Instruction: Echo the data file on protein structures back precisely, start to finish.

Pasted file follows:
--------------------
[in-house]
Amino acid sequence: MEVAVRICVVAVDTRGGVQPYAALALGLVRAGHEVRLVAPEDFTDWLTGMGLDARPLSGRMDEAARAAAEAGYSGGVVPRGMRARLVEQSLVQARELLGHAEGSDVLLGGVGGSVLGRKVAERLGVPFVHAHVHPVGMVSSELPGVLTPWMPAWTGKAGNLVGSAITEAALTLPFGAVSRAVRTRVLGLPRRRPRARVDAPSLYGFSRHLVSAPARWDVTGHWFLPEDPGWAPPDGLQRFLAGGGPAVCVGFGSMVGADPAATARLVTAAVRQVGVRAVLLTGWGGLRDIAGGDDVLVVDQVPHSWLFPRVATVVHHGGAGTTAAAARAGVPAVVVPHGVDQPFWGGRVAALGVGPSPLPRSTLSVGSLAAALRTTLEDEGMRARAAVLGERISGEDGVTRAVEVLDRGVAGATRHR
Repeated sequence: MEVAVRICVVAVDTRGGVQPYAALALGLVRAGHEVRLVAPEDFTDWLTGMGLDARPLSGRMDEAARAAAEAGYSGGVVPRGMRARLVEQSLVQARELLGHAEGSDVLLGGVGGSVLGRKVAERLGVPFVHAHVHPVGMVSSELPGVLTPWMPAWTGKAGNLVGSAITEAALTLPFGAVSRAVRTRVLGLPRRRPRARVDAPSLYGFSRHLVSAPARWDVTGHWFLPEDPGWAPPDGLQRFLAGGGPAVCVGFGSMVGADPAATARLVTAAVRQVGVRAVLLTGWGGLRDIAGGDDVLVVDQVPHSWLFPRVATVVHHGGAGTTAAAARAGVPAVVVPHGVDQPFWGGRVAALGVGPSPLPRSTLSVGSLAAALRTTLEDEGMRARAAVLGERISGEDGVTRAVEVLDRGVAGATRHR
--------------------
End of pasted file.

[in-house]
Amino acid sequence: MEVAVRICVVAVDTRGGVQPYAALALGLVRAGHEVRLVAPEDFTDWLTGMGLDARPLSGRMDEAARAAAEAGYSGGVVPRGMRARLVEQSLVQARELLGHAEGSDVLLGGVGGSVLGRKVAERLGVPFVHAHVHPVGMVSSELPGVLTPWMPAWTGKAGNLVGSAITEAALTLPFGAVSRAVRTRVLGLPRRRPRARVDAPSLYGFSRHLVSAPARWDVTGHWFLPEDPGWAPPDGLQRFLAGGGPAVCVGFGSMVGADPAATARLVTAAVRQVGVRAVLLTGWGGLRDIAGGDDVLVVDQVPHSWLFPRVATVVHHGGAGTTAAAARAGVPAVVVPHGVDQPFWGGRVAALGVGPSPLPRSTLSVGSLAAALRTTLEDEGMRARAAVLGERISGEDGVTRAVEVLDRGVAGATRHR
Repeated sequence: MEVAVRICVVAVDTRGGVQPYAALALGLVRAGHEVRLVAPEDFTDWLTGMGLDARPLSGRMDEAARAAAEAGYSGGVVPRGMRARLVEQSLVQARELLGHAEGSDVLLGGVGGSVLGRKVAERLGVPFVHAHVHPVGMVSSELPGVLTPWMPAWTGKAGNLVGSAITEAALTLPFGAVSRAVRTRVLGLPRRRPRARVDAPSLYGFSRHLVSAPARWDVTGHWFLPEDPGWAPPDGLQRFLAGGGPAVCVGFGSMVGADPAATARLVTAAVRQVGVRAVLLTGWGGLRDIAGGDDVLVVDQVPHSWLFPRVATVVHHGGAGTTAAAARAGVPAVVVPHGVDQPFWGGRVAALGVGPSPLPRSTLSVGSLAAALRTTLEDEGMRARAAVLGERISGEDGVTRAVEVLDRGVAGATRHR